Sarah Cunningham didn’t waste any time getting involved at the UO and fulfilling her childhood dream of becoming a psychologist. With minors in anthropology and women’s and gender studies, Cunningham focused her energy on learning how trauma affects the LGBTQ community. Working in the Acquiring Minds Lab and the Freyd Dynamics Lab, she centered her research on sexual identities, sexual assault, and psychological outcomes. Cunningham was excited to be accepted into the psychology department’s honors program as well as the Psi Chi honors society. After graduate school, she hopes to return to the UO to teach and conduct research.
After transferring from a university in Denver, Sam Marsh found it easy to become a Duck. By pairing concentrations in social psychology and economics, he has developed a keen understanding of how people make decisions on a regular basis. In the Personality and Social Dynamics Lab, Marsh has incorporated his knack for people-watching into his research about perceived power. Apart from cheering with fellow Ducks at football games, he has had a blast helping students in the Peer Advising office. He plans on interning for the state department or for the CIA before attending graduate school and eventually working in international affairs.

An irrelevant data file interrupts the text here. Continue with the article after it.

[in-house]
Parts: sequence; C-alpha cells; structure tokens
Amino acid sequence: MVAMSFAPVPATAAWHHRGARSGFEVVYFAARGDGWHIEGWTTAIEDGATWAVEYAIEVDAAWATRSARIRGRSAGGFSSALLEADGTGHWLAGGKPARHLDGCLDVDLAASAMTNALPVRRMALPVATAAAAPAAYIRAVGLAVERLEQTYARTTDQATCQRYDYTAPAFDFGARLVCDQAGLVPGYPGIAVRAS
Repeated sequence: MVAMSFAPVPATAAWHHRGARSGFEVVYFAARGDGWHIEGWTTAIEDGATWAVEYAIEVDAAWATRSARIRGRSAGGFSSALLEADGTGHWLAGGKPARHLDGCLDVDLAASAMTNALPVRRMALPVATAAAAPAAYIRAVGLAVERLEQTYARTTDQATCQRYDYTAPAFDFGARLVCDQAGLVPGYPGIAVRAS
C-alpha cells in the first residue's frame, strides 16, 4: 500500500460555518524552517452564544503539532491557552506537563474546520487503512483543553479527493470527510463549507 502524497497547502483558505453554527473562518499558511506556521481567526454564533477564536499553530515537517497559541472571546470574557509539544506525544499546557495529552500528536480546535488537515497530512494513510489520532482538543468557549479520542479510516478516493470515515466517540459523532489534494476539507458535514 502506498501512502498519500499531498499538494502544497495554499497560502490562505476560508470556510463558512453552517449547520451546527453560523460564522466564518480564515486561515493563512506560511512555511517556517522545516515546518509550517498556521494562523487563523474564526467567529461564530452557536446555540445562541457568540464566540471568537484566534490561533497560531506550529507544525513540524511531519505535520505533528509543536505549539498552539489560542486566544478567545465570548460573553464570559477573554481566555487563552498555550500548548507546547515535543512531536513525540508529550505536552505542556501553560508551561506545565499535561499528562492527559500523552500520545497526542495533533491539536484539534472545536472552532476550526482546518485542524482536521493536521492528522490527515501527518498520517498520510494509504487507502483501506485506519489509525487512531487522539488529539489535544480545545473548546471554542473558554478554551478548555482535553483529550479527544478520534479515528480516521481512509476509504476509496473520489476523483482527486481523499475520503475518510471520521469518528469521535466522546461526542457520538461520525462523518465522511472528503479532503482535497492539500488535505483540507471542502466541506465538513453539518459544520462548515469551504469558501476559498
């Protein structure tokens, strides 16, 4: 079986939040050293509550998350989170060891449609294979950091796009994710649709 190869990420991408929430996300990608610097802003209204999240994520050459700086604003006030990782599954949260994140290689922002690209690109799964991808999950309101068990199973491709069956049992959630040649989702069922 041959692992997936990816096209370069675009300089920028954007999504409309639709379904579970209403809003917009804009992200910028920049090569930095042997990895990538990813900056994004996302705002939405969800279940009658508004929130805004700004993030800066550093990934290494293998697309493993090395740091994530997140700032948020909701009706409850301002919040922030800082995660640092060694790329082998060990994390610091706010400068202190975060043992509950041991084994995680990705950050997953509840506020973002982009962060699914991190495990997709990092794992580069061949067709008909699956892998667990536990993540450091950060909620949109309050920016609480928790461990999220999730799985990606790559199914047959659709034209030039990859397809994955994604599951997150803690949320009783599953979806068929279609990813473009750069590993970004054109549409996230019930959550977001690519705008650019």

Excited to see what the UO had in store for her, Nicole Rios dove into the Clark Honors College, the psychology honors program, and a Spanish minor. She also joined a sorority and Psi Chi, became a peer advisor, and volunteered at IMPACT and Ophelia’s Place. Above all, she appreciated the opportunity to conduct research. “There are so many labs, you’re bound to find one that suits your interests and if you’re interested in a bunch of things, you can work at more than one lab,” says Rios, who studies brain development. She plans to teach bilingual education for Teach for America in Texas before continuing with graduate school and eventually becoming a counselor.